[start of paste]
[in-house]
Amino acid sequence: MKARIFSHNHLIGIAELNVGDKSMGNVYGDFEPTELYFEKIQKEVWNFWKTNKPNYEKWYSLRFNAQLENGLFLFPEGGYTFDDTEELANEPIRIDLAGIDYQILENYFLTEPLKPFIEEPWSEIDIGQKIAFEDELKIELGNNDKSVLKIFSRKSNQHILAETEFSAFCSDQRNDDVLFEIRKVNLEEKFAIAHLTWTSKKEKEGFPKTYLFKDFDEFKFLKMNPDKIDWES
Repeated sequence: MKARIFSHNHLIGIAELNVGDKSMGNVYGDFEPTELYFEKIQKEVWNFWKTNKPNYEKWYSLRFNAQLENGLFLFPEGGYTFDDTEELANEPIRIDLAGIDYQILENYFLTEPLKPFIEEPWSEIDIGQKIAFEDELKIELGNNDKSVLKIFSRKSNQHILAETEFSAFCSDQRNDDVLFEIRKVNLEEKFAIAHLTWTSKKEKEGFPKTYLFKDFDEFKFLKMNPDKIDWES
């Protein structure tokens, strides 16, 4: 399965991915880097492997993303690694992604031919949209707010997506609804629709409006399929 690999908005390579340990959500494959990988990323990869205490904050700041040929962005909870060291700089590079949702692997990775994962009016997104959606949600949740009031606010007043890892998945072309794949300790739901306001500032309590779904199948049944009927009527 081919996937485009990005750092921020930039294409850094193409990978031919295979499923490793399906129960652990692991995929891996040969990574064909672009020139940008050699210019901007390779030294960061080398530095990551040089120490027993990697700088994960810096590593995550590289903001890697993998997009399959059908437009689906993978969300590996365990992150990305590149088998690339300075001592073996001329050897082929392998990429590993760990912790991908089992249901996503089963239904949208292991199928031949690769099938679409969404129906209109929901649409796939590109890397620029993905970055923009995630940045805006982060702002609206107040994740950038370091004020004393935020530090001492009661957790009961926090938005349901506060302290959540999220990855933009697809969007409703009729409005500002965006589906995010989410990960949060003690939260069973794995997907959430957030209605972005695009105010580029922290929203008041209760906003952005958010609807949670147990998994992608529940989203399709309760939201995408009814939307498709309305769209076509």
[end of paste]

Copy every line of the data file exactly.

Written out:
[in-house]
Amino acid sequence: MKARIFSHNHLIGIAELNVGDKSMGNVYGDFEPTELYFEKIQKEVWNFWKTNKPNYEKWYSLRFNAQLENGLFLFPEGGYTFDDTEELANEPIRIDLAGIDYQILENYFLTEPLKPFIEEPWSEIDIGQKIAFEDELKIELGNNDKSVLKIFSRKSNQHILAETEFSAFCSDQRNDDVLFEIRKVNLEEKFAIAHLTWTSKKEKEGFPKTYLFKDFDEFKFLKMNPDKIDWES
Repeated sequence: MKARIFSHNHLIGIAELNVGDKSMGNVYGDFEPTELYFEKIQKEVWNFWKTNKPNYEKWYSLRFNAQLENGLFLFPEGGYTFDDTEELANEPIRIDLAGIDYQILENYFLTEPLKPFIEEPWSEIDIGQKIAFEDELKIELGNNDKSVLKIFSRKSNQHILAETEFSAFCSDQRNDDVLFEIRKVNLEEKFAIAHLTWTSKKEKEGFPKTYLFKDFDEFKFLKMNPDKIDWES
């Protein structure tokens, strides 16, 4: 399965991915880097492997993303690694992604031919949209707010997506609804629709409006399929 690999908005390579340990959500494959990988990323990869205490904050700041040929962005909870060291700089590079949702692997990775994962009016997104959606949600949740009031606010007043890892998945072309794949300790739901306001500032309590779904199948049944009927009527 081919996937485009990005750092921020930039294409850094193409990978031919295979499923490793399906129960652990692991995929891996040969990574064909672009020139940008050699210019901007390779030294960061080398530095990551040089120490027993990697700088994960810096590593995550590289903001890697993998997009399959059908437009689906993978969300590996365990992150990305590149088998690339300075001592073996001329050897082929392998990429590993760990912790991908089992249901996503089963239904949208292991199928031949690769099938679409969404129906209109929901649409796939590109890397620029993905970055923009995630940045805006982060702002609206107040994740950038370091004020004393935020530090001492009661957790009961926090938005349901506060302290959540999220990855933009697809969007409703009729409005500002965006589906995010989410990960949060003690939260069973794995997907959430957030209605972005695009105010580029922290929203008041209760906003952005958010609807949670147990998994992608529940989203399709309760939201995408009814939307498709309305769209076509």